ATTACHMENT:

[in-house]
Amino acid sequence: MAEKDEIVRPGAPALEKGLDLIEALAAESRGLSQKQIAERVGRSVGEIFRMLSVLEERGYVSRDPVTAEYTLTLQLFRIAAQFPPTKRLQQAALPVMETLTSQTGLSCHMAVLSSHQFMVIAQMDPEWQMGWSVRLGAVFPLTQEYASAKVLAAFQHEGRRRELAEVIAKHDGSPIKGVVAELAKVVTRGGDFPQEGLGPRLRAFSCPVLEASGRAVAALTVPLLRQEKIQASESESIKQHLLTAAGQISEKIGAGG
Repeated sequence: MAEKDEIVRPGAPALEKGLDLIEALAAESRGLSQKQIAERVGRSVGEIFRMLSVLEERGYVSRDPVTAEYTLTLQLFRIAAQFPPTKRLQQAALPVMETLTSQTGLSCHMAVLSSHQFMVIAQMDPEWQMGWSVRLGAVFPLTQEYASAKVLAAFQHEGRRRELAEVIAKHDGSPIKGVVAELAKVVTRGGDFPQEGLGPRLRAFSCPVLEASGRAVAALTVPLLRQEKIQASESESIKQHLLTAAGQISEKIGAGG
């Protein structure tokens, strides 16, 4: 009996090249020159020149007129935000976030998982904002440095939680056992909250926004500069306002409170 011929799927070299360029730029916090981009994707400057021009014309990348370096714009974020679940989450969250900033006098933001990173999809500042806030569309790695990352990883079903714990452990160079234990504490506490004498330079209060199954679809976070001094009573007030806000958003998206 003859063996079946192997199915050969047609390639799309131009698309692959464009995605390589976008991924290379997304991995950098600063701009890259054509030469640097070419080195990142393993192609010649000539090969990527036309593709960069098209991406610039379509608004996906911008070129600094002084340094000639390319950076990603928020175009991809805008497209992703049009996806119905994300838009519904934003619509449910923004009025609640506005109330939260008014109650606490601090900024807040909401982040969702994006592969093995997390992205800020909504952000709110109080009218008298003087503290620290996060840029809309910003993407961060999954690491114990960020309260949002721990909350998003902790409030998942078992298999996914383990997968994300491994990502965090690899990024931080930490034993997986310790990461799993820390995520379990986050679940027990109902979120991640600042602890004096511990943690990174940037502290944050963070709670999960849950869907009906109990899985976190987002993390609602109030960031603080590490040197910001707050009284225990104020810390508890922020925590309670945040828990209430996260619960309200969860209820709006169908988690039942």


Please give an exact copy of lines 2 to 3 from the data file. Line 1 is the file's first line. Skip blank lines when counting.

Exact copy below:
Amino acid sequence: MAEKDEIVRPGAPALEKGLDLIEALAAESRGLSQKQIAERVGRSVGEIFRMLSVLEERGYVSRDPVTAEYTLTLQLFRIAAQFPPTKRLQQAALPVMETLTSQTGLSCHMAVLSSHQFMVIAQMDPEWQMGWSVRLGAVFPLTQEYASAKVLAAFQHEGRRRELAEVIAKHDGSPIKGVVAELAKVVTRGGDFPQEGLGPRLRAFSCPVLEASGRAVAALTVPLLRQEKIQASESESIKQHLLTAAGQISEKIGAGG
Repeated sequence: MAEKDEIVRPGAPALEKGLDLIEALAAESRGLSQKQIAERVGRSVGEIFRMLSVLEERGYVSRDPVTAEYTLTLQLFRIAAQFPPTKRLQQAALPVMETLTSQTGLSCHMAVLSSHQFMVIAQMDPEWQMGWSVRLGAVFPLTQEYASAKVLAAFQHEGRRRELAEVIAKHDGSPIKGVVAELAKVVTRGGDFPQEGLGPRLRAFSCPVLEASGRAVAALTVPLLRQEKIQASESESIKQHLLTAAGQISEKIGAGG